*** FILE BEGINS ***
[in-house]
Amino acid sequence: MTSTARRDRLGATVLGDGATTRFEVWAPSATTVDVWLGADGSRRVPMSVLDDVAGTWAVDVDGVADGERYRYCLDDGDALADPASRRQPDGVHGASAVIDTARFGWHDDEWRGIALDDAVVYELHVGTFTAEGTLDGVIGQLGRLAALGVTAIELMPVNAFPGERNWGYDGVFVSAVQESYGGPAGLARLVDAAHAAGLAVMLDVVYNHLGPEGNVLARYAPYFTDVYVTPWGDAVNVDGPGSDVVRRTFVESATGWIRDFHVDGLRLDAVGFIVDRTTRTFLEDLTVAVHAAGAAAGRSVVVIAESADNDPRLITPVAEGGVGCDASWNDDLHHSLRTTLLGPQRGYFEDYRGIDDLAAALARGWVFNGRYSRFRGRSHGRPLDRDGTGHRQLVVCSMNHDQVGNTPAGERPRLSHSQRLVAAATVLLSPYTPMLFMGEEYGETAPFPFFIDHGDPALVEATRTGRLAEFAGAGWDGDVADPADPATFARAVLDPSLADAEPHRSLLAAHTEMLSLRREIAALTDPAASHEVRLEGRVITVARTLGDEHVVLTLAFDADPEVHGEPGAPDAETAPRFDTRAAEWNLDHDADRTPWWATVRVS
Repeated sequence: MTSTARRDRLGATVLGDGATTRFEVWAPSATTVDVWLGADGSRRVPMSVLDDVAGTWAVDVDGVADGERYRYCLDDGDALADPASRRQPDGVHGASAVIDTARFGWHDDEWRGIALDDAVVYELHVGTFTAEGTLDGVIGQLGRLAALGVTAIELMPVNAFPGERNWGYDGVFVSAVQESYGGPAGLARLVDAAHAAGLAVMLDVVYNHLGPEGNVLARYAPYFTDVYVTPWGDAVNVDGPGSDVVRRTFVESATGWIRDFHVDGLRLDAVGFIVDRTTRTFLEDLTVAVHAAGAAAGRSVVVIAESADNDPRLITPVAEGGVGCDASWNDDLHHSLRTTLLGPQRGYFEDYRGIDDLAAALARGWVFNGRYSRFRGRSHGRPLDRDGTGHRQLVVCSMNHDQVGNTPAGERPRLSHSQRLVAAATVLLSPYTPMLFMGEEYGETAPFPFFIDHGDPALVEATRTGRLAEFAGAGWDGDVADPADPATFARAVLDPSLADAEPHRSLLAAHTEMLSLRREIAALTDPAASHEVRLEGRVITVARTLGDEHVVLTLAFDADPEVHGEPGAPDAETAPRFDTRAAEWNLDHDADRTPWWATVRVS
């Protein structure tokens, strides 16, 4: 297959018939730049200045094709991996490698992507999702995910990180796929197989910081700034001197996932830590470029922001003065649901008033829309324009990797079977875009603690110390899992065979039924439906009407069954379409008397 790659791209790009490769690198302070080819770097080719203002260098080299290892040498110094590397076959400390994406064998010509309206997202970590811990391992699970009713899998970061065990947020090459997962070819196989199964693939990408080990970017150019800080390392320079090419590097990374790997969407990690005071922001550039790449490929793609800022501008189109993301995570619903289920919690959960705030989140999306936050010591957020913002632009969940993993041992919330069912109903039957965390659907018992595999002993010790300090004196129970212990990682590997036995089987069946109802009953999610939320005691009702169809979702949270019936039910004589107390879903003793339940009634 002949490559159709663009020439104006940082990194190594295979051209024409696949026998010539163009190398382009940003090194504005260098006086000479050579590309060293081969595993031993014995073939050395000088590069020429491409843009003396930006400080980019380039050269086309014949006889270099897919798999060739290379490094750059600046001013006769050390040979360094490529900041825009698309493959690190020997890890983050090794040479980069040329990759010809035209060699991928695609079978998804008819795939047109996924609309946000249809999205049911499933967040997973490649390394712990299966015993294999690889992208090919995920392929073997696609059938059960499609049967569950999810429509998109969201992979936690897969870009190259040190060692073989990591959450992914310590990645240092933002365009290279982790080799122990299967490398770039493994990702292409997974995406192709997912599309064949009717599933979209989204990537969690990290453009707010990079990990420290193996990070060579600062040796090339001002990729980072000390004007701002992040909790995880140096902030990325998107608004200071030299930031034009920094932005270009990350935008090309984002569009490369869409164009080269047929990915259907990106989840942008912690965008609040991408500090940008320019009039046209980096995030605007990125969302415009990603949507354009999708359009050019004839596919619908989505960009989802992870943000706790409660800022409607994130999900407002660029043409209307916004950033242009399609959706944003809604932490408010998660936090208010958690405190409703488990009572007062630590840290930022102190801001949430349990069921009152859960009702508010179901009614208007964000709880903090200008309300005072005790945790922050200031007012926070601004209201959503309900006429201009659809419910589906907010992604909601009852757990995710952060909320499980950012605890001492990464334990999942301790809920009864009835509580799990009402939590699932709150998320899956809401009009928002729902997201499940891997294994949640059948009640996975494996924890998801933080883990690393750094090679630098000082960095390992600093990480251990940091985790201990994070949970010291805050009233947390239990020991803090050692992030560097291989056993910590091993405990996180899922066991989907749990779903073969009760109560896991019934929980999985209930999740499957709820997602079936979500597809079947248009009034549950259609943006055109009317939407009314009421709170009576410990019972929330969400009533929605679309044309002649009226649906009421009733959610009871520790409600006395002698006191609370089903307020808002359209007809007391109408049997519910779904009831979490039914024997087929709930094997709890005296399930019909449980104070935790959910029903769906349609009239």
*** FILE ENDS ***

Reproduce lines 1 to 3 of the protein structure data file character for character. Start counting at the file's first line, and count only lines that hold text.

[in-house]
Amino acid sequence: MTSTARRDRLGATVLGDGATTRFEVWAPSATTVDVWLGADGSRRVPMSVLDDVAGTWAVDVDGVADGERYRYCLDDGDALADPASRRQPDGVHGASAVIDTARFGWHDDEWRGIALDDAVVYELHVGTFTAEGTLDGVIGQLGRLAALGVTAIELMPVNAFPGERNWGYDGVFVSAVQESYGGPAGLARLVDAAHAAGLAVMLDVVYNHLGPEGNVLARYAPYFTDVYVTPWGDAVNVDGPGSDVVRRTFVESATGWIRDFHVDGLRLDAVGFIVDRTTRTFLEDLTVAVHAAGAAAGRSVVVIAESADNDPRLITPVAEGGVGCDASWNDDLHHSLRTTLLGPQRGYFEDYRGIDDLAAALARGWVFNGRYSRFRGRSHGRPLDRDGTGHRQLVVCSMNHDQVGNTPAGERPRLSHSQRLVAAATVLLSPYTPMLFMGEEYGETAPFPFFIDHGDPALVEATRTGRLAEFAGAGWDGDVADPADPATFARAVLDPSLADAEPHRSLLAAHTEMLSLRREIAALTDPAASHEVRLEGRVITVARTLGDEHVVLTLAFDADPEVHGEPGAPDAETAPRFDTRAAEWNLDHDADRTPWWATVRVS
Repeated sequence: MTSTARRDRLGATVLGDGATTRFEVWAPSATTVDVWLGADGSRRVPMSVLDDVAGTWAVDVDGVADGERYRYCLDDGDALADPASRRQPDGVHGASAVIDTARFGWHDDEWRGIALDDAVVYELHVGTFTAEGTLDGVIGQLGRLAALGVTAIELMPVNAFPGERNWGYDGVFVSAVQESYGGPAGLARLVDAAHAAGLAVMLDVVYNHLGPEGNVLARYAPYFTDVYVTPWGDAVNVDGPGSDVVRRTFVESATGWIRDFHVDGLRLDAVGFIVDRTTRTFLEDLTVAVHAAGAAAGRSVVVIAESADNDPRLITPVAEGGVGCDASWNDDLHHSLRTTLLGPQRGYFEDYRGIDDLAAALARGWVFNGRYSRFRGRSHGRPLDRDGTGHRQLVVCSMNHDQVGNTPAGERPRLSHSQRLVAAATVLLSPYTPMLFMGEEYGETAPFPFFIDHGDPALVEATRTGRLAEFAGAGWDGDVADPADPATFARAVLDPSLADAEPHRSLLAAHTEMLSLRREIAALTDPAASHEVRLEGRVITVARTLGDEHVVLTLAFDADPEVHGEPGAPDAETAPRFDTRAAEWNLDHDADRTPWWATVRVS